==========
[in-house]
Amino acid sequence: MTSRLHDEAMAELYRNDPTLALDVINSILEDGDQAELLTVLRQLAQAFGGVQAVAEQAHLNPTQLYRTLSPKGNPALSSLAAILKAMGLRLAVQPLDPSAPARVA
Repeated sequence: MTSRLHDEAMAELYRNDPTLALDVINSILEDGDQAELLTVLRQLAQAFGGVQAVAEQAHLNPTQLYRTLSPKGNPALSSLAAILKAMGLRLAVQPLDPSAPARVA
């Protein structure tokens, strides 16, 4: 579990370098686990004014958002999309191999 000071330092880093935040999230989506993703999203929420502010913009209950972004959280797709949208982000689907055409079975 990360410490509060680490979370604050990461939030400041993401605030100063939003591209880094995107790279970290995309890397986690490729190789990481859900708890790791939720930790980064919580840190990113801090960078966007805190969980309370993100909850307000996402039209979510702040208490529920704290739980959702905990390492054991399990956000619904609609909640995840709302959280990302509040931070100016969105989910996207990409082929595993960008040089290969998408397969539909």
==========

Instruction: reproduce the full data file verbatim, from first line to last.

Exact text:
[in-house]
Amino acid sequence: MTSRLHDEAMAELYRNDPTLALDVINSILEDGDQAELLTVLRQLAQAFGGVQAVAEQAHLNPTQLYRTLSPKGNPALSSLAAILKAMGLRLAVQPLDPSAPARVA
Repeated sequence: MTSRLHDEAMAELYRNDPTLALDVINSILEDGDQAELLTVLRQLAQAFGGVQAVAEQAHLNPTQLYRTLSPKGNPALSSLAAILKAMGLRLAVQPLDPSAPARVA
């Protein structure tokens, strides 16, 4: 579990370098686990004014958002999309191999 000071330092880093935040999230989506993703999203929420502010913009209950972004959280797709949208982000689907055409079975 990360410490509060680490979370604050990461939030400041993401605030100063939003591209880094995107790279970290995309890397986690490729190789990481859900708890790791939720930790980064919580840190990113801090960078966007805190969980309370993100909850307000996402039209979510702040208490529920704290739980959702905990390492054991399990956000619904609609909640995840709302959280990302509040931070100016969105989910996207990409082929595993960008040089290969998408397969539909």